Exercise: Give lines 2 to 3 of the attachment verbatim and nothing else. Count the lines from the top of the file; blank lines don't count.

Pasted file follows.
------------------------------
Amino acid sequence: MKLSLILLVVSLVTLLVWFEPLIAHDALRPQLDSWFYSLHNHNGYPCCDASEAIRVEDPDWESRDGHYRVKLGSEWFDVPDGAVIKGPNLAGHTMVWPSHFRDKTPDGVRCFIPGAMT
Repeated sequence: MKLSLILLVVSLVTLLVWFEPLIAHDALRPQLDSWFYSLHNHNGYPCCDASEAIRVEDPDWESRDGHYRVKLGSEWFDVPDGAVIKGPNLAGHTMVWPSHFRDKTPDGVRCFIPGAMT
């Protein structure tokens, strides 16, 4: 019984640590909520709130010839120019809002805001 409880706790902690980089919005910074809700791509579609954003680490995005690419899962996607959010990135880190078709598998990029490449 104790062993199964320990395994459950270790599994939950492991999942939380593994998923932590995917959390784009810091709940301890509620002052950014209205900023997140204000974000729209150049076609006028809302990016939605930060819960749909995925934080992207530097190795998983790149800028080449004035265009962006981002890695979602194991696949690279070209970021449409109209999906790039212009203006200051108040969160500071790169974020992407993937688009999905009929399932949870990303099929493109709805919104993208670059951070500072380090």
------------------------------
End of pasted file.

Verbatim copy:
Repeated sequence: MKLSLILLVVSLVTLLVWFEPLIAHDALRPQLDSWFYSLHNHNGYPCCDASEAIRVEDPDWESRDGHYRVKLGSEWFDVPDGAVIKGPNLAGHTMVWPSHFRDKTPDGVRCFIPGAMT
């Protein structure tokens, strides 16, 4: 019984640590909520709130010839120019809002805001 409880706790902690980089919005910074809700791509579609954003680490995005690419899962996607959010990135880190078709598998990029490449 104790062993199964320990395994459950270790599994939950492991999942939380593994998923932590995917959390784009810091709940301890509620002052950014209205900023997140204000974000729209150049076609006028809302990016939605930060819960749909995925934080992207530097190795998983790149800028080449004035265009962006981002890695979602194991696949690279070209970021449409109209999906790039212009203006200051108040969160500071790169974020992407993937688009999905009929399932949870990303099929493109709805919104993208670059951070500072380090």